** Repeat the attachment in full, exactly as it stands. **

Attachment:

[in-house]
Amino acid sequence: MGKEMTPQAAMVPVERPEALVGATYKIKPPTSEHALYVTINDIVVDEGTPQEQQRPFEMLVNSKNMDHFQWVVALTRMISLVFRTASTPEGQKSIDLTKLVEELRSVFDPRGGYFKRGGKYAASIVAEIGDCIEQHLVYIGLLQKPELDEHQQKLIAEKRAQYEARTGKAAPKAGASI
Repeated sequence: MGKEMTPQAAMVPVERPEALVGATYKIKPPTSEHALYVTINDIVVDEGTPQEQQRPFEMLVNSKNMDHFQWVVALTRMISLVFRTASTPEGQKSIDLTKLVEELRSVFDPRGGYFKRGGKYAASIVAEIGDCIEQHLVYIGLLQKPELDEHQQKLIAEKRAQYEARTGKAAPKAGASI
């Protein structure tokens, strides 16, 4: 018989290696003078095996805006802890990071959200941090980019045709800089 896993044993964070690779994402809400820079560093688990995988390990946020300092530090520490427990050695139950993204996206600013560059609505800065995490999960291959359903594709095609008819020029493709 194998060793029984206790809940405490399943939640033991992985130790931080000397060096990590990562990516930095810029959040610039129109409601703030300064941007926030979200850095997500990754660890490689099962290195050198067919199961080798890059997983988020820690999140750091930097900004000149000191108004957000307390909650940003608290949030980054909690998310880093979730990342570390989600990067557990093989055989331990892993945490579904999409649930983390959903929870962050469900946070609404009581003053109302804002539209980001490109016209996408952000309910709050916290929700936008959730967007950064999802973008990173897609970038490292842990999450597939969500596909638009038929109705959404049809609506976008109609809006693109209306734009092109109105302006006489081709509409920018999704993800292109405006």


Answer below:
[in-house]
Amino acid sequence: MGKEMTPQAAMVPVERPEALVGATYKIKPPTSEHALYVTINDIVVDEGTPQEQQRPFEMLVNSKNMDHFQWVVALTRMISLVFRTASTPEGQKSIDLTKLVEELRSVFDPRGGYFKRGGKYAASIVAEIGDCIEQHLVYIGLLQKPELDEHQQKLIAEKRAQYEARTGKAAPKAGASI
Repeated sequence: MGKEMTPQAAMVPVERPEALVGATYKIKPPTSEHALYVTINDIVVDEGTPQEQQRPFEMLVNSKNMDHFQWVVALTRMISLVFRTASTPEGQKSIDLTKLVEELRSVFDPRGGYFKRGGKYAASIVAEIGDCIEQHLVYIGLLQKPELDEHQQKLIAEKRAQYEARTGKAAPKAGASI
């Protein structure tokens, strides 16, 4: 018989290696003078095996805006802890990071959200941090980019045709800089 896993044993964070690779994402809400820079560093688990995988390990946020300092530090520490427990050695139950993204996206600013560059609505800065995490999960291959359903594709095609008819020029493709 194998060793029984206790809940405490399943939640033991992985130790931080000397060096990590990562990516930095810029959040610039129109409601703030300064941007926030979200850095997500990754660890490689099962290195050198067919199961080798890059997983988020820690999140750091930097900004000149000191108004957000307390909650940003608290949030980054909690998310880093979730990342570390989600990067557990093989055989331990892993945490579904999409649930983390959903929870962050469900946070609404009581003053109302804002539209980001490109016209996408952000309910709050916290929700936008959730967007950064999802973008990173897609970038490292842990999450597939969500596909638009038929109705959404049809609506976008109609809006693109209306734009092109109105302006006489081709509409920018999704993800292109405006």